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3D Bioprinter Can Print Human Skin

skin printer
Researchers in Spain have developed a 3D bioprinter that can create functional human skin for use in transplants, research, or cosmetic and chemical testing.

Researchers in Spain have once again show the potential of the diversity of items that can be fabricated using a 3D printer, with scientists there developing a prototype for a 3D bioprinter that can print genuine human skin.

A team from the Universidad Carlos III de Madrid (UC3M), CIEMAT (Center for Energy, Environmental and Technological Research), Hospital General Universitario Gregorio Marañón, and the bioengineering firm BioDan Group developed the printer, which produces functional human skin that can be used for patient transplants or in research or testing of cosmetic, chemical, and pharmaceutical products.

The development is a breakthrough in biomedical engineering, representing the first time a living human organ created using 3D bioprinting has been introduced to the commercial market, researchers said. The printed product entirely replicates the natural structure of actual human skin, complete with its external layer; the epidermis, including the stratum corneum; and another thicker, deeper layer, the dermis. The dermis includes fibroblasts that produce collagen in human skin, which is what gives the organ elasticity and mechanical strength.

In place of cartridges or colored inks used in the typical printing process, developing human skin with a 3D bioprinter relies on bioinks. These are essentially injectors that use biological components, said Juan Francisco del Cañizo, a researcher at the Hospital General Universitario Gregorio Marañón and Universidad Complutense de Madrid.

Scientists in Spain have developed a 3D bioprinter that can create totally functional human skin that can be used in patient transplants for use in research or testing of cosmetic, chemical, and pharmaceutical products. (Source: Universidad Carlos III de Madrid)

The process for using these components is more complex than with typical materials used in the 3D printing process, as well as integral to the authenticity of the skin produced, he said. “Knowing how to mix the biological components, in what conditions to work with them so that the cells don’t deteriorate, and how to correctly deposit the product is critical to the system,” Cañizo said.

The bioinks—patented by CIEMAT and licensed by the BioDan Group--are deposited on a print bed by a process controlled by a computer to ensure they are placed in an orderly manner to then produce the skin, he added.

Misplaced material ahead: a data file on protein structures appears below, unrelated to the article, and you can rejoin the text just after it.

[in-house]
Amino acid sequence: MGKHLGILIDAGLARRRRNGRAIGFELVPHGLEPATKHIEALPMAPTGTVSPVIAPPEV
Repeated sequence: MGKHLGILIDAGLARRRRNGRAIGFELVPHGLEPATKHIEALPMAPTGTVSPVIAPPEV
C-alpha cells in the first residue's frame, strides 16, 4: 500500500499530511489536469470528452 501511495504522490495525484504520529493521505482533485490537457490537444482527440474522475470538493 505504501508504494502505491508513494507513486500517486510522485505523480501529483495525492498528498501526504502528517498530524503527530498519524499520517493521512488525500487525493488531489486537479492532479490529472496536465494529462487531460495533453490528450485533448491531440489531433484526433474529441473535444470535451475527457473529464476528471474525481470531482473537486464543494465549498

Researchers published a paper about their research in the journal Biofabrication.

There are two ways to produce skin for use in medical applications, research, or testing, according to the researchers. One is to produce allogeneic skin from a stock of cells on a large scale to be used in industrial processes, while the other is to create autologous skin custom-made specifically from the patient’s own cells.

This latter case would create skin for therapeutic use, such as in the treatment of severe burns, they said
There are several advantages to bioprinting actual skin with human cells and components instead of synthesizing skin or using animal-based skin for medical and other purposes, researchers said.

“This method of bioprinting allows skin to be generated in a standardized, automated way, and the process is less expensive than manual production,” said Alfredo Brisac, CEO of BioDan Group. The firm specializes in regenerative medicine and is the commercial distributor for the technology.

Researchers are currently in the process of winning approval by various European regulatory agencies to guarantee that the skin produced is adequate for use in transplants on patients with burns and other skin problems, they said. The skin also can be used to test pharmaceutical products, as well as cosmetics and consumer chemical products where current regulations require testing that does not use animals.

Elizabeth Montalbano is a freelance writer who has written about technology and culture for more than 15 years. She currently resides in a village on the southwest coast of Portugal.

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